News State NSW News NSW flood crisis grows, disaster declared
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NSW flood crisis grows, disaster declared

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Heavy rain is lashing vast swathes of Sydney, causing rivers to rise and subjecting thousands more people in flood-stricken areas to evacuation orders or warnings.

The flood emergency now stretches from the Central Coast to the Illawarra, with 97 evacuation orders and 60 warnings covering 45,000 people — up from the 32,000 affected on Monday.

The majority of orders cover areas surrounding the Hawkesbury, Nepean, Georges and Woronora rivers, all of which are still rising.

Major flooding continues at Windsor, Sackville, Richmond, North Richmond and Wisemans Ferry to the northwest of Sydney.

The Bureau of Meteorology has warned of potential flash-flooding and high winds, with gales possible for the Hunter and Sydney coasts.

Rain is forecast for the rest of the week, extending to the northern part of the state which is still reeling from recording-breaking floods in February, March and April.

State Emergency Service spokesman Ashley Sullivan says the situation remains volatile, with the SES receiving 475 calls for help overnight.

The SES performed more than 100 flood rescues — mostly people stranded in cars after driving into floodwaters or those who became trapped as rivers and creeks rose quickly.

“Certainly with the persistent rain we are receiving, the threat will remain into today and tomorrow,” Mr Sullivan told ABC TV on Tuesday.

“Even when it does stop raining, the flood threats will continue,” he said

Authorities are particularly concerned about the Hunter Valley over the next 48 hours, as the Hunter River system swells.

Emergency Management Minister Steph Cooke says there are about 400 people in evacuation centres in the high-risk areas, and 150 in emergency accommodation.

She is asking people across Sydney to stay at home “unless you really need to leave the house” as damaging winds are expected.

“We’re not out of the woods yet,” she told ABC TV.

Power was cut to around 10,800 homes overnight because of the rising waters and damaging winds.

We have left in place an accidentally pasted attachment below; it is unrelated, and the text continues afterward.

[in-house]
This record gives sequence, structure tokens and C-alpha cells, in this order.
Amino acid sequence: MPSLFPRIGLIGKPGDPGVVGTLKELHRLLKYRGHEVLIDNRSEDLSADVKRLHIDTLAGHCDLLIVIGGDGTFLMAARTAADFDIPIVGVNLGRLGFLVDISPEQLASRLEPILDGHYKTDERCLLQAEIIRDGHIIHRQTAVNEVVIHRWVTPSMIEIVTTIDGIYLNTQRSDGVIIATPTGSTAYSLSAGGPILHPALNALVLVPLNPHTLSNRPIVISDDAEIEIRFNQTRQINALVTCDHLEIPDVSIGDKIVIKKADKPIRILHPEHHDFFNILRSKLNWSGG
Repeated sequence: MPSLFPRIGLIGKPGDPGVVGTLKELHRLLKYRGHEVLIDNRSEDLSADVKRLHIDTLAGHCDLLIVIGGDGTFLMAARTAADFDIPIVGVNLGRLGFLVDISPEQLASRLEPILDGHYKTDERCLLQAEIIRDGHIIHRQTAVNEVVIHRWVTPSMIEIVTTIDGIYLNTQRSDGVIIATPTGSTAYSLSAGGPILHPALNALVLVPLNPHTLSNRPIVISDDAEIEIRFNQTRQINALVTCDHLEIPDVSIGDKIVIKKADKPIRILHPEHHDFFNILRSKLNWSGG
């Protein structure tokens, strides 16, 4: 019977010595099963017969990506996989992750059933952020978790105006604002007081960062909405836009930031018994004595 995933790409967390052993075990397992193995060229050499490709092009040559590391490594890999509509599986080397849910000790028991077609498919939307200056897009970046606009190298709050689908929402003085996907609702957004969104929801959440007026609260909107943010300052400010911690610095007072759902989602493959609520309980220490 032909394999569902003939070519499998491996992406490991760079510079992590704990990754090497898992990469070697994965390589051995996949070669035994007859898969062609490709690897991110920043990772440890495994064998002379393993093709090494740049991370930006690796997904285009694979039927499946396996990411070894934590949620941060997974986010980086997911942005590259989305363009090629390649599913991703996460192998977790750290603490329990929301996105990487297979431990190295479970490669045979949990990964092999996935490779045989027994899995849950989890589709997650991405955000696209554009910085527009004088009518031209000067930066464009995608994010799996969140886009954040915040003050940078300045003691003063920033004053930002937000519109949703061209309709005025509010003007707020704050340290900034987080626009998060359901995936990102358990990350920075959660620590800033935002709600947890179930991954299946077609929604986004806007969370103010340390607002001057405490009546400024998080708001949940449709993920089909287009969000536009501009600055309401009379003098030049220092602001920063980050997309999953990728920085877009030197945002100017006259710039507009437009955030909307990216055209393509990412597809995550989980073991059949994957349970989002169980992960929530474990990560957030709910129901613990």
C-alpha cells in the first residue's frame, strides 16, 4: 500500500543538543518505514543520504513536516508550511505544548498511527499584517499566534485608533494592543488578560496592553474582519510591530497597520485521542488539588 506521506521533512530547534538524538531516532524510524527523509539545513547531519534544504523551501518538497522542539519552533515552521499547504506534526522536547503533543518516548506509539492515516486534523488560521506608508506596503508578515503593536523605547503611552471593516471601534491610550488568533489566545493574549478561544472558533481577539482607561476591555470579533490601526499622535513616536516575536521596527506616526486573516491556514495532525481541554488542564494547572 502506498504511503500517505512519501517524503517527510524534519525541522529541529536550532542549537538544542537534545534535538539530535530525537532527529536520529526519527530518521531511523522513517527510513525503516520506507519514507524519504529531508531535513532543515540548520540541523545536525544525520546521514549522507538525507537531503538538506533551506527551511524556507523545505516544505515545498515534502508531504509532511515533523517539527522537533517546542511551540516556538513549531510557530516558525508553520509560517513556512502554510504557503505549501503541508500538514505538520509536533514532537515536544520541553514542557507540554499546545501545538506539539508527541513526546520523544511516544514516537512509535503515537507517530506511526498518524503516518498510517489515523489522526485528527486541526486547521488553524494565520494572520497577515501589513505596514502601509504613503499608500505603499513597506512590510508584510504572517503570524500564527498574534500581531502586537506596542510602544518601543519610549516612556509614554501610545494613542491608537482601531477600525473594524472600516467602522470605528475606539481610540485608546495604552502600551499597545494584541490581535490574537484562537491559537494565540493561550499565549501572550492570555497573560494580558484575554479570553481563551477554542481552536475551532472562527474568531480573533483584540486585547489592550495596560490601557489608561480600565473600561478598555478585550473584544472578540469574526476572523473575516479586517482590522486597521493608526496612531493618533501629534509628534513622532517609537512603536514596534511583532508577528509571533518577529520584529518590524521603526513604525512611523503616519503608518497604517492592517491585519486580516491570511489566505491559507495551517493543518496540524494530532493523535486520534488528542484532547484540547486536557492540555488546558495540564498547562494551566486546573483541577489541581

Endeavour Energy said it made the difficult decision on Monday night to cut power to more than 4000 homes and businesses in the Hawkesbury region between Wilberforce and Wisemans Ferry.

It will likely take days for flood waters to recede and roads to re-open before power can be restored.

Damaging winds meant power was cut to another 5000 customers predominantly in the Upper Bluer Mountains between Leura and Blackheath, and the Shoalhaven region between Jamberoo and the Upper Kangaroo Valley.

Since the start of the event last week the SES has responded to more than 5000 requests for help.

BOM senior meteorologist Jonathan How said some parts of southern Sydney copped as much as 200mm of rain overnight.

“We’ve seen absolutely incredible rainfall totals, and a number of places have not only broken the daily July records, but the daily annual records – particularly Campbelltown which has recorded its wettest day of any month over the last couple of days,” he told ABC TV.

The rain is predicted to ease on Tuesday afternoon but fears of flash-flooding remain.

Meanwhile, joint disaster funding has been announced for 23 local government areas in Sydney and parts of NSW.

Some areas are expected to approach or exceed flood levels of recent events in March 2021, and February, March and April of this year.

Minister for Emergency Management Murray Watt said the federal and NSW governments were working together to ensure affected areas get financial and other assistance as soon as possible.

“We have seen some of these impacted communities being hit by floods for a third and fourth time in 18 months, which is extremely distressing to the residents,” he said.

– AAP